Workers at AWE plc - the Atomic Weapons Establishment – are staging a 24-hour strike today (Monday 14 November) in the dispute over the threat to close the defined benefit pension scheme and substitute it with an inferior alternative.
Six hundred employees, members of Unite, the UK’s largest union, were picketing the AWE’s two sites at Aldermaston and Burghfield in Berkshire, along with members of the Prospect union.
Unite regional officer Bob Middleton said: “Today’s strike has been strongly supported by members of Unite and Prospect – it is a very successful action. More industrial action is on the cards, unless there is substantial movement on the pensions' issue.”
The two sites are at: AWE Aldermaston - AWE Aldermaston, Reading, Berkshire, RG7 4PR; and at AWE Burghfield - Burghfield, Reading RG30 3RR.
Unite south east regional secretary Jennie Formby will tell a rally at Aldermaston later this morning: “Unite won’t simply stand by while the futures of our members and their families are put at risk by employers who jump too quickly to attack the pensions that they’ve worked for all their lives.
“Unite has joined up the dots as to what is happening at various organisations wishing to close their defined pension schemes – and we are drawing a deep line in the sand.
“Recently, carmaker BMW, US multinational Honeywell, Gatwick Airport Ltd, Diageo and the Post Office have all announced that they are planning to close their defined benefit pension schemes. Unite is pledged to fight the move to the defined contribution option by all these organisations.”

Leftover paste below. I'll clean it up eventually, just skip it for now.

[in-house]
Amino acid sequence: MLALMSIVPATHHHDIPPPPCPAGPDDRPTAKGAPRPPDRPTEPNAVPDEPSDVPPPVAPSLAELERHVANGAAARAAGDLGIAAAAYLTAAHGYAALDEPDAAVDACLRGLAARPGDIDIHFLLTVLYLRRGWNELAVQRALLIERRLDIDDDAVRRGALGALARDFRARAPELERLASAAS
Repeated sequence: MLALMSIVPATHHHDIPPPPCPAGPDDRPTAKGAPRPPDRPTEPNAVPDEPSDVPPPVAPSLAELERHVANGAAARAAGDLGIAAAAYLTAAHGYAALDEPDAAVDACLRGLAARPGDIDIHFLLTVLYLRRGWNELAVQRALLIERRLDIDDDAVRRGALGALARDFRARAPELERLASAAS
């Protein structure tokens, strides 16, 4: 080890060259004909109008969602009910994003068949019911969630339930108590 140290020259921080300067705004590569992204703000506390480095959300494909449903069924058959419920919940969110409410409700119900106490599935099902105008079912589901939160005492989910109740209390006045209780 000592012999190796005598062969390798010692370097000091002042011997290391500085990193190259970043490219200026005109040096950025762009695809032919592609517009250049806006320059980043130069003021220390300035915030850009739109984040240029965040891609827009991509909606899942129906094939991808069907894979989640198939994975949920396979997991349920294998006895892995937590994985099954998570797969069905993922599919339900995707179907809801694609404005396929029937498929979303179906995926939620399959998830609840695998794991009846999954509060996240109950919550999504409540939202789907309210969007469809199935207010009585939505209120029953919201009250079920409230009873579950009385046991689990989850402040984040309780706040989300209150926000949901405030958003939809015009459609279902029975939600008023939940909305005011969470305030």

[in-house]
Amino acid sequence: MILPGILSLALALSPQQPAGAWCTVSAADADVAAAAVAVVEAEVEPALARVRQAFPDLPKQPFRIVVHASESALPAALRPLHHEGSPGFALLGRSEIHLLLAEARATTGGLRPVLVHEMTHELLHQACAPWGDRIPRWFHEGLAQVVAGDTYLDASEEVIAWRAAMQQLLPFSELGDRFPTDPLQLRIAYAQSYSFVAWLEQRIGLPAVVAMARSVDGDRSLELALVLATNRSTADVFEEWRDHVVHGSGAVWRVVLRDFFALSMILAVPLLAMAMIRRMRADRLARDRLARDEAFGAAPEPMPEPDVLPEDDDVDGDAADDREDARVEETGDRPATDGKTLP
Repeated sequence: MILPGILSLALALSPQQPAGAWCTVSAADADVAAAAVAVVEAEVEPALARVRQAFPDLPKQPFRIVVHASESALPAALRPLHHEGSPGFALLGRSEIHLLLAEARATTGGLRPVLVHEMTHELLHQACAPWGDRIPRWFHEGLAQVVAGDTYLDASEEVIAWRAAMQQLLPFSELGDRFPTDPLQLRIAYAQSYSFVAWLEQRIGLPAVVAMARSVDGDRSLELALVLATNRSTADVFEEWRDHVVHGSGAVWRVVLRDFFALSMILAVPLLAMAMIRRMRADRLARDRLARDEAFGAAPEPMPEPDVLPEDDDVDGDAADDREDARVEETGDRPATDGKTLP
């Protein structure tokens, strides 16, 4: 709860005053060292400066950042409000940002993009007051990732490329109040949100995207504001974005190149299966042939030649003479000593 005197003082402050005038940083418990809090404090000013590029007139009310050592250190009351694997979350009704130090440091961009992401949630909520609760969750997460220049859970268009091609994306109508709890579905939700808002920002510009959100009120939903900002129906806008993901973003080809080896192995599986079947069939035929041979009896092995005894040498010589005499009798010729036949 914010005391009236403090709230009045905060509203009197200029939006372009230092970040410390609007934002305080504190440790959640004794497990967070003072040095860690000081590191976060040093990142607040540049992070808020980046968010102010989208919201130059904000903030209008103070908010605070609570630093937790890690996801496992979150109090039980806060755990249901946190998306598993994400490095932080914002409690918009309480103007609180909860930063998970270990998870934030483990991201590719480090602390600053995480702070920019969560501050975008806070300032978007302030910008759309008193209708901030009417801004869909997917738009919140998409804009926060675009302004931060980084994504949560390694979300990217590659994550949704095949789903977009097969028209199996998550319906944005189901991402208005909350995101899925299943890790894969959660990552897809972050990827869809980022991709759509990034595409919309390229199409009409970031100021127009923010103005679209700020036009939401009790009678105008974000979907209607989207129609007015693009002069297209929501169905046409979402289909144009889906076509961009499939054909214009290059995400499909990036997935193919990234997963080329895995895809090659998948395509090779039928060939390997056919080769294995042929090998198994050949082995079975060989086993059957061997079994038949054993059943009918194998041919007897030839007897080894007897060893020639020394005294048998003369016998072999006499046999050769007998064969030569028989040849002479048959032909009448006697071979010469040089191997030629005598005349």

Unite’s members, who work as managers, and craft and manual workers, are particularly irked at broken promises on pensions made by the Ministry of Defence (MoD) in the 1990s when the workforce was transferred to the private sector. The union said that if those promises had been honoured it would not have precipitated plans to close the scheme at the end of the year.
Unite members voted by 92 per cent for strike action and by 97 per cent for industrial action short of a strike.
Bob Middleton added: “AWE management needs to honour its pension promises and stop its dash to close the final salary pension scheme which will rob loyal workers of thousands of pounds in retirement income.
“The sense of betrayal AWE workers feel has only been compounded by the MoD refusal to stand by promises it made over pensions in the 1990s.
“We urge AWE bosses to recognise the anger brewing within its workforce and negotiate meaningfully to avoid further strike action over the coming weeks.”
Unite said that there was an accelerating trend of companies closing their defined benefit pension schemes, based on an individual’s career earnings, and replacing them with defined contribution ones that rely on the roller-coaster vagaries of the stock market.
The union said that company bosses saw defined benefit pensions as ‘a soft target’ to save money for the benefit of shareholders – the most extreme example being the BHS pensions’ scandal.
Currently, AWE scheme members pay 10 per cent of their salary into the scheme and the employer pays 26 per cent. The new pension proposal would involve AWE contributing nine per cent and employees contributing whatever they wished.
AWE plc, which employs about 4,000 people, is a consortium of two American-owned companies Lockheed Martin and Jacobs Engineering, and UK-listed Serco.
Notes to editors:
For more information please contact Unite senior communications officer Shaun Noble on 020 3371 2060 or 07768 693940.
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Unite is Britain and Ireland’s largest trade union with over 1.4 million members working across all sectors of the economy.